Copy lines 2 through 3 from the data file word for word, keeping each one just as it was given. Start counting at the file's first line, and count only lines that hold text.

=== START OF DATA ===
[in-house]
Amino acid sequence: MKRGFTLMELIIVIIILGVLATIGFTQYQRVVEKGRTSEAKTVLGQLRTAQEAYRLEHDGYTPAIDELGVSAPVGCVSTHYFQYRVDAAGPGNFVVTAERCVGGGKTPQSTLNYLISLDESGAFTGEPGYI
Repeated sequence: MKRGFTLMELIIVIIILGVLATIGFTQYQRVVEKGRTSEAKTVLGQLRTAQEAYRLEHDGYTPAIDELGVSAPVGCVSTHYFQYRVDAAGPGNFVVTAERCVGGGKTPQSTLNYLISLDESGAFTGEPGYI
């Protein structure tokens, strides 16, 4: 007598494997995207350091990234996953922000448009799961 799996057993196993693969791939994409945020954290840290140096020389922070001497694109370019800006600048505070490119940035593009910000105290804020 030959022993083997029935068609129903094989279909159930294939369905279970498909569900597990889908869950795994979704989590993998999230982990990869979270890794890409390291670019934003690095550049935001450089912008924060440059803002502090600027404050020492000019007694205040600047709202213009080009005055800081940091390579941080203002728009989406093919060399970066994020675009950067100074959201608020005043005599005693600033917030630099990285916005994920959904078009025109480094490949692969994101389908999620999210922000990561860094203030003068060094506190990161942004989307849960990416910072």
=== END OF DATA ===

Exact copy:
Amino acid sequence: MKRGFTLMELIIVIIILGVLATIGFTQYQRVVEKGRTSEAKTVLGQLRTAQEAYRLEHDGYTPAIDELGVSAPVGCVSTHYFQYRVDAAGPGNFVVTAERCVGGGKTPQSTLNYLISLDESGAFTGEPGYI
Repeated sequence: MKRGFTLMELIIVIIILGVLATIGFTQYQRVVEKGRTSEAKTVLGQLRTAQEAYRLEHDGYTPAIDELGVSAPVGCVSTHYFQYRVDAAGPGNFVVTAERCVGGGKTPQSTLNYLISLDESGAFTGEPGYI